Archive for the ‘geomembrane liners’ Category

Geosynthetic Applications

October 19, 2010

Primary Functions Of Geosynthetics

Geosynthetics are generally designed for a particular application by considering the primary function that can be provided.  As seen in the accompanying table there are five primary functions given, but some groups suggest even more.

Separation is the placement of a flexible geosynthetic material, like a porous geotextile, between dissimilar materials so that the integrity and functioning of both materials can remain intact or even be improved.  Paved roads, unpaved roads, and railroad bases are common applications.  Also, the use of thick nonwoven geotextiles for cushioning and protection of geomembranes is in this category.  In addition, for most applications of geofoam, separation is the major function.

Reinforcement is the synergistic improvement of a total system’s strength created by the introduction of a geotextile, geogrid or geocell (all of which are good in tension) into a soil (that is good in compression, but poor in tension) or other disjointed and separated material.  Applications of this function are in mechanically stabilized and retained earth walls and steep soil slopes; they can be combined with masonry facings to create vertical retaining walls.  Also involved is the application of basal reinforcement over soft soils and over deep foundations for embankments and heavy surface loadings.  Stiff polymer geogrids and geocells do not have to be held in tension to provide soil reinforcement, unlike geotextiles.  Stiff 2D geogrid and 3D geocells interlock with the aggregate particles and the reinforcement mechanism is one of confinement of the aggregate.  The resulting mechanically stabilized aggregate layer exhibits improved load bearing performance.  Stiff polymer geogrids, with rectangular or triangular apertures, in addition to three-dimensional geocells made from new polymeric alloys are also increasingly specified in unpaved and paved roadways, load platforms and railway ballast, where the improved load bearing characteristics significantly reduce the requirements for high quality, imported aggregate fills, thus reducing the carbon footprint of the construction.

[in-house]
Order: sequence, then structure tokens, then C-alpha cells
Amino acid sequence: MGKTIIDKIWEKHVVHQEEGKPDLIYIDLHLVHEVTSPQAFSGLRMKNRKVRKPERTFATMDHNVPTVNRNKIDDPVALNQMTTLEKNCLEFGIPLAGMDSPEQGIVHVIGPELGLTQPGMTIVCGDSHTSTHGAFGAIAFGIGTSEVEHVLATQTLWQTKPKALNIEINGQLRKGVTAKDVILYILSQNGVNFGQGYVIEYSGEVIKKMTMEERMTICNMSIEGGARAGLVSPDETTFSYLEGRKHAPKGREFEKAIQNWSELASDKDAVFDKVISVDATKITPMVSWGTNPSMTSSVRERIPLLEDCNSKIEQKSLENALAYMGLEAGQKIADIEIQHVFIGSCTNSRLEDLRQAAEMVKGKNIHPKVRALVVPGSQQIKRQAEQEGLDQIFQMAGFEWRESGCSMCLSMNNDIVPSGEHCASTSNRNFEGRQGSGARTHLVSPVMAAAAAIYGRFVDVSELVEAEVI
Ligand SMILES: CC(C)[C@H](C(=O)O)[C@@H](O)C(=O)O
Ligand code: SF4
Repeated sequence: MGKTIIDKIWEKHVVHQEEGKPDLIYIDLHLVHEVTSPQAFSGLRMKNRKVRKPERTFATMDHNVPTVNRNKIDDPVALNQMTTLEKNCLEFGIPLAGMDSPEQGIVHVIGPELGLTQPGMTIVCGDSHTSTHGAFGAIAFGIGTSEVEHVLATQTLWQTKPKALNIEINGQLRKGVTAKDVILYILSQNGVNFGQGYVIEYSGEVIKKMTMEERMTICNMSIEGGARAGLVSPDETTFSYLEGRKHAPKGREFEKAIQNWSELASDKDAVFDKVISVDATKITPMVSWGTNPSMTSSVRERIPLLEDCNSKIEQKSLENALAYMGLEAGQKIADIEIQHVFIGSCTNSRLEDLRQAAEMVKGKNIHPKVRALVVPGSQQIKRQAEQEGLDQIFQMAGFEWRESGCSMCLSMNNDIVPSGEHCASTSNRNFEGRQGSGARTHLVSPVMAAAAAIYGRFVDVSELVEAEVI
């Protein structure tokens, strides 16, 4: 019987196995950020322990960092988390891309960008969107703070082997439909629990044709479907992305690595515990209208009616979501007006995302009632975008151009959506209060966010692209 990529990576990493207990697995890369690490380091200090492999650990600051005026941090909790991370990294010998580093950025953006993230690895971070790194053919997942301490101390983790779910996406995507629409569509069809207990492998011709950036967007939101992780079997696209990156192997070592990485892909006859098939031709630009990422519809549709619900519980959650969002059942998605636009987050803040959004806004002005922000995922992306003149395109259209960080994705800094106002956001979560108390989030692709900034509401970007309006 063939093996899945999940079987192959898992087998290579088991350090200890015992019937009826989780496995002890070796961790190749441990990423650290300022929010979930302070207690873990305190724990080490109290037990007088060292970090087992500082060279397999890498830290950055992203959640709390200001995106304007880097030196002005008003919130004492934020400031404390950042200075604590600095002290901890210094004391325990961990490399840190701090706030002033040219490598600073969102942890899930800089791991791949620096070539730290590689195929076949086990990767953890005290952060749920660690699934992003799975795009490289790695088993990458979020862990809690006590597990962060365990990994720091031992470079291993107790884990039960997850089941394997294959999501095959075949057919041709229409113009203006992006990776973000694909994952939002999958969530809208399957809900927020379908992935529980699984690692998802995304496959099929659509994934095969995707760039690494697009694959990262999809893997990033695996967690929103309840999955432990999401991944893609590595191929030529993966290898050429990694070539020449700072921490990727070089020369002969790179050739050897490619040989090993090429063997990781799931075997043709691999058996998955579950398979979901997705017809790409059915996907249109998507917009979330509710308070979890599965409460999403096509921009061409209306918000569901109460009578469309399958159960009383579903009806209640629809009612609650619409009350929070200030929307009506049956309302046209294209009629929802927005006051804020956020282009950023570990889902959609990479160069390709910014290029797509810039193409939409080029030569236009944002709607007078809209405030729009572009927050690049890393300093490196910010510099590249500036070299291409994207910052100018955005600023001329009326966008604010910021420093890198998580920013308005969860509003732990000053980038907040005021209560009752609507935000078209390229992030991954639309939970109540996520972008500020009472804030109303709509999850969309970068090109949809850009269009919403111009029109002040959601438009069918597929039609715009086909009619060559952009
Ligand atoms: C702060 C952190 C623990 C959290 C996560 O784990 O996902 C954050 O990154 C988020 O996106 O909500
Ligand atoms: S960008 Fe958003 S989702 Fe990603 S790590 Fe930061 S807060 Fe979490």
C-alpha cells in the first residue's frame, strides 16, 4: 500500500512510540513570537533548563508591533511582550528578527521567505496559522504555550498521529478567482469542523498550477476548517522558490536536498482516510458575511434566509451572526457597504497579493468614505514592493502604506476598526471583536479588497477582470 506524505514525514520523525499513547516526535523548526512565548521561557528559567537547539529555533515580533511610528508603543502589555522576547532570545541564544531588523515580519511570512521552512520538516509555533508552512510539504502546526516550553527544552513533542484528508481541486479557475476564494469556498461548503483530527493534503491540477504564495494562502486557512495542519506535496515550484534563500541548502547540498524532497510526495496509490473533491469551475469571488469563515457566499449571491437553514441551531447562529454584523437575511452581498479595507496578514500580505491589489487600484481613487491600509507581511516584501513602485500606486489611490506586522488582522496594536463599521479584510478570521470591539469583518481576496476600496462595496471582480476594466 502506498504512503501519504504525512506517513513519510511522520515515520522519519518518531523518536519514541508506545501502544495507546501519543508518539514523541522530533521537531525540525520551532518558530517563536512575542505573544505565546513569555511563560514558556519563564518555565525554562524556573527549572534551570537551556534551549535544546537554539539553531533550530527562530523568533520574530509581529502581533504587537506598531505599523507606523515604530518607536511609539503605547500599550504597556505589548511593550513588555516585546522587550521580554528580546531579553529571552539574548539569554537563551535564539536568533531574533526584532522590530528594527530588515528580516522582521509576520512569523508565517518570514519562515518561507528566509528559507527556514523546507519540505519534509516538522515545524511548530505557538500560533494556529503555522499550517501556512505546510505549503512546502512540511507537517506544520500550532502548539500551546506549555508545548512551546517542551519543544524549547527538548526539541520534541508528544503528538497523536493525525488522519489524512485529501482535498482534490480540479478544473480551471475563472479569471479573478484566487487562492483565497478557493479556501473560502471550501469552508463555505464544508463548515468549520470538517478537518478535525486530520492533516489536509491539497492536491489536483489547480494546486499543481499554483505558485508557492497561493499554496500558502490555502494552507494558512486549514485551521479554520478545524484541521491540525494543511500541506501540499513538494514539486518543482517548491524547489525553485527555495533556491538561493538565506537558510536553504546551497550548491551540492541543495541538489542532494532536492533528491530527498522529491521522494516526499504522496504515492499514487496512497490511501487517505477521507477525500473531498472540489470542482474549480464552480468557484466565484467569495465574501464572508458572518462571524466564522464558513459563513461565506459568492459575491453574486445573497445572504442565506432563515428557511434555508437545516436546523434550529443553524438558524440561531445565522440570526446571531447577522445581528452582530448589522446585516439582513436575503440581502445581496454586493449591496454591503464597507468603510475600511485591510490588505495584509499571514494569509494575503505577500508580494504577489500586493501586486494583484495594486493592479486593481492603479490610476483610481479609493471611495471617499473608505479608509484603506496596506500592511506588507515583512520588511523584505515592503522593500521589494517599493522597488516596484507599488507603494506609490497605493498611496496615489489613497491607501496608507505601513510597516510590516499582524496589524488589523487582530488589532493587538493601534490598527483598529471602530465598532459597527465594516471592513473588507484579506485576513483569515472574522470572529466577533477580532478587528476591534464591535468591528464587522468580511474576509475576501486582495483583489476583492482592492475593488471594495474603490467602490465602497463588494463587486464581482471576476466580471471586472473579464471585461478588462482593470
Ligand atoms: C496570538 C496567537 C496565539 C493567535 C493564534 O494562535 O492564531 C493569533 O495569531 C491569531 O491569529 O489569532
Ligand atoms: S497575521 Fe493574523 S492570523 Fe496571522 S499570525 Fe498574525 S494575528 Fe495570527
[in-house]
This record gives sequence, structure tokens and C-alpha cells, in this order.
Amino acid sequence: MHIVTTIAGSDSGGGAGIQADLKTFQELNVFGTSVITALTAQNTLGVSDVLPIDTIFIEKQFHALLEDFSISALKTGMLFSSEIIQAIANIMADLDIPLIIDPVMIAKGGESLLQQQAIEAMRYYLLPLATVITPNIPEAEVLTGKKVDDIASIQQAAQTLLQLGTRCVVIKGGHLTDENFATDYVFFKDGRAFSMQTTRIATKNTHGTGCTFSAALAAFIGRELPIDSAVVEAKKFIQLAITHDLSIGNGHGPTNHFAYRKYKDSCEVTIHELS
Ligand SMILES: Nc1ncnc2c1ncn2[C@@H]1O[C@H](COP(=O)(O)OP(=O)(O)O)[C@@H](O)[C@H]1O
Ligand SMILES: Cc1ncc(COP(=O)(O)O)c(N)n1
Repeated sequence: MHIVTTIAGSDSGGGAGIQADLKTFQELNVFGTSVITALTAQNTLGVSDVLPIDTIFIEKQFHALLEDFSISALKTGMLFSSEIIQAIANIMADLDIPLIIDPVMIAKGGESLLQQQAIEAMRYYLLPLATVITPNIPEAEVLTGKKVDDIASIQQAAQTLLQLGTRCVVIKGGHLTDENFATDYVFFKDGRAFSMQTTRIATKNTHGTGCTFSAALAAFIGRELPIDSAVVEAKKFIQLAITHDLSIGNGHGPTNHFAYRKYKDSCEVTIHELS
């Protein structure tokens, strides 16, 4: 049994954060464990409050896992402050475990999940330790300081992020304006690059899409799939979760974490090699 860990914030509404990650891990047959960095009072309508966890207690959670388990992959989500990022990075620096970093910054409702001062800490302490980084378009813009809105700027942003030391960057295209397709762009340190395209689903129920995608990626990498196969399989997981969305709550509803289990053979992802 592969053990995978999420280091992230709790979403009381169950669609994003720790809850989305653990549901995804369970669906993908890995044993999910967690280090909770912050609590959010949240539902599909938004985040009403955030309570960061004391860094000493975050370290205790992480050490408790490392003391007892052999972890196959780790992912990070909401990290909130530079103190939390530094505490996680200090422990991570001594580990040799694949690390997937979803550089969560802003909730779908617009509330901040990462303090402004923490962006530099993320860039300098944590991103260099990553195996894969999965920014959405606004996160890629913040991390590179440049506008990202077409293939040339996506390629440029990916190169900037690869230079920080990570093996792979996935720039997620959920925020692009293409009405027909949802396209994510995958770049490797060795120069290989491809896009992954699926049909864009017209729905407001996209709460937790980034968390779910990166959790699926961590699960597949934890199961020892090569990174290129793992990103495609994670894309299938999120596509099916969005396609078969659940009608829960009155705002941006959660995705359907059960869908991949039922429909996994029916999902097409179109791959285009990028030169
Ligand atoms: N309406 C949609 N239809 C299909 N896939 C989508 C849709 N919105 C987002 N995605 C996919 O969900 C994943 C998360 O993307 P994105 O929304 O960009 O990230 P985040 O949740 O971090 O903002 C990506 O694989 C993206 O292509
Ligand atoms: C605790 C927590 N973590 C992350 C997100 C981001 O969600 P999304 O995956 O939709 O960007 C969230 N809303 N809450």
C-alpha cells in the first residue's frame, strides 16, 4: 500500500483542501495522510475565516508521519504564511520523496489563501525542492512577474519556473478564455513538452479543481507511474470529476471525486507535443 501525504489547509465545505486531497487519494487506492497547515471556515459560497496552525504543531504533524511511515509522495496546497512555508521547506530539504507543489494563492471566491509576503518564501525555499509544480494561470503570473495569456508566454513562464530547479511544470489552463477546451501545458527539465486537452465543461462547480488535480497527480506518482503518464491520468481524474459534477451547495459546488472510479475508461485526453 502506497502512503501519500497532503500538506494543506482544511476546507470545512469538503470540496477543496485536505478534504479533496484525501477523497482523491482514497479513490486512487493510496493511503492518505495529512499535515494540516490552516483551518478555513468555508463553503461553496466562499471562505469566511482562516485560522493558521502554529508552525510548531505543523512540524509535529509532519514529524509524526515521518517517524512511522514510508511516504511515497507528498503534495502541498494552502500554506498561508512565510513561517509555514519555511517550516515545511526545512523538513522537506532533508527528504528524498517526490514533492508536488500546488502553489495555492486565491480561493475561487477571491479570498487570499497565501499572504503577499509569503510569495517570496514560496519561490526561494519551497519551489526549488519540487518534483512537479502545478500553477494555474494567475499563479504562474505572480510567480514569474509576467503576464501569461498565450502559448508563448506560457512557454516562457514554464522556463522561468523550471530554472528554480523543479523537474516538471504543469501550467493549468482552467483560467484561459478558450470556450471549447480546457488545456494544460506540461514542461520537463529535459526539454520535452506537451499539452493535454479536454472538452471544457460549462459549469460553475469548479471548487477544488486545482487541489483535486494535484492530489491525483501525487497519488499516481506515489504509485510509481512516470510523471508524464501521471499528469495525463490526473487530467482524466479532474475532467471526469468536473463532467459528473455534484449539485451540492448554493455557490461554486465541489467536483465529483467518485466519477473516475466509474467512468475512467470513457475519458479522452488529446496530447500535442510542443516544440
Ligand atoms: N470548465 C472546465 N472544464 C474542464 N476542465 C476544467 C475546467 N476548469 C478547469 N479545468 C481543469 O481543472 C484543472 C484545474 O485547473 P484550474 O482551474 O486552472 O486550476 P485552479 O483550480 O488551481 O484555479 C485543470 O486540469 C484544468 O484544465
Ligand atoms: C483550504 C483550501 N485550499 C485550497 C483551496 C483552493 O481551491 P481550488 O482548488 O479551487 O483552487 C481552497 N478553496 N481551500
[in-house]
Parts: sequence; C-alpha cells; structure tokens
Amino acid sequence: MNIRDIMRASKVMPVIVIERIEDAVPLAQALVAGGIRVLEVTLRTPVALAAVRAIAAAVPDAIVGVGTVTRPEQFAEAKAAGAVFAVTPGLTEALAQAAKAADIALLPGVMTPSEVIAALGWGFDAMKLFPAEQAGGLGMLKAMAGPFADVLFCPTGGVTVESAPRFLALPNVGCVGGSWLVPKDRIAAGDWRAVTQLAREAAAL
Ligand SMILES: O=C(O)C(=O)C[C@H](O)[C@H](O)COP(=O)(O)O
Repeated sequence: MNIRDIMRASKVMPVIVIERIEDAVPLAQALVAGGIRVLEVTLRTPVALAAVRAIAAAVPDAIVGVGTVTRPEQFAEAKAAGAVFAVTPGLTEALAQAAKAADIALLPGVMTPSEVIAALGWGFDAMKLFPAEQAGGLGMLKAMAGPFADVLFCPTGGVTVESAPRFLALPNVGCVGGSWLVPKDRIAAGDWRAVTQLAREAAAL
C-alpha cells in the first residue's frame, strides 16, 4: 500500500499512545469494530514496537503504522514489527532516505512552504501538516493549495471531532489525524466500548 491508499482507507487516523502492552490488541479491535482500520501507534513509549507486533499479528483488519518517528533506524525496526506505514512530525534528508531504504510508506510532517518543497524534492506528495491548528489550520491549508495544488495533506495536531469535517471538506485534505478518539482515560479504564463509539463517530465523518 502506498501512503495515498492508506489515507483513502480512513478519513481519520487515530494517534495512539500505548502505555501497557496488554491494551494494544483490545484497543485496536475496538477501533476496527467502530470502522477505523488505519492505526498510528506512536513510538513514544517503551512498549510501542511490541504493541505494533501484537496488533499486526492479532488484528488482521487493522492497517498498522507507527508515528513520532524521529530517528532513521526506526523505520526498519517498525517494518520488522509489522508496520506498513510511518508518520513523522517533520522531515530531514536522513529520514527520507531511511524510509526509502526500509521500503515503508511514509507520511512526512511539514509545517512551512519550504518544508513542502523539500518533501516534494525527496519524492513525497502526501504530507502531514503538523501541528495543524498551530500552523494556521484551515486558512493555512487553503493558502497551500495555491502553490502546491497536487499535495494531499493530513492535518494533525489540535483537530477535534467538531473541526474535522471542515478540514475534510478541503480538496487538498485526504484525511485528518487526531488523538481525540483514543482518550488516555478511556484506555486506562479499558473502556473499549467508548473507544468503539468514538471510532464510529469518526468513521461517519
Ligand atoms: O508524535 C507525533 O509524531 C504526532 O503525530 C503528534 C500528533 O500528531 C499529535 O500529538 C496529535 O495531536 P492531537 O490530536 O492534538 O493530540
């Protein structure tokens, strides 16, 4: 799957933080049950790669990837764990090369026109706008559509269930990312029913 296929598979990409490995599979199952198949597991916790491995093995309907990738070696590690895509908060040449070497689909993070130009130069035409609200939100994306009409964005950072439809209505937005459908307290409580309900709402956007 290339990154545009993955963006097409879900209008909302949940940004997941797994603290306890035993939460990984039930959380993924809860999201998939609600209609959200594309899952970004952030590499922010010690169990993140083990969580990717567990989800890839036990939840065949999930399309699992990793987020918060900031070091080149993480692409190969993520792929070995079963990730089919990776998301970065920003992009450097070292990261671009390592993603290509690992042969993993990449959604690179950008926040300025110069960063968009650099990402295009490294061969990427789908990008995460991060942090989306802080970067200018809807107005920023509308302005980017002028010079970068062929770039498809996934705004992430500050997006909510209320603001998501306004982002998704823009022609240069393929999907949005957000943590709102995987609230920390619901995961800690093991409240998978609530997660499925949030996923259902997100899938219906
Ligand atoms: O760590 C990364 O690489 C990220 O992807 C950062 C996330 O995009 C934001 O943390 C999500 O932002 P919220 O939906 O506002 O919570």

Identification of the Usual Primary Function for Each Type of Geosynthetic

 

Filtration is the equilibrium soil-to-geotextile interaction that allows for adequate liquid flow without soil loss, across the plane of the geotextile over a service lifetime compatible with the application under consideration.  Filtration applications are highway underdrain systems, retaining wall drainage, landfill leachate collection systems, as silt fences and curtains, and as flexible forms for bags, tubes and containers.

Drainage is the equilibrium soil-to-geosynthetic system that allows for adequate liquid flow without soil loss, within the plane of the geosynthetic over a service lifetime compatible with the application under consideration.  Geopipe highlights this function, and also geonets, geocomposites and (to a lesser extent) geotextiles.  Drainage applications for these different geosynthetics are retaining walls, sport fields, dams, canals, reservoirs, and capillary breaks. Also to be noted is that sheet, edge and wick drains are geocomposites used for various soil and rock drainage situations.

Containment involves geomembranes, geosynthetic clay liners, or some geocomposites which function as liquid or gas barriers.  Landfill liners and covers make critical use of these geosynthetics.  All hydraulic applications (tunnels, dams, canals, reservoir liners, and floating covers) use these geosynthetics as well.

Research On Geosynthetic Materials

October 5, 2010

Geosynthetic Applications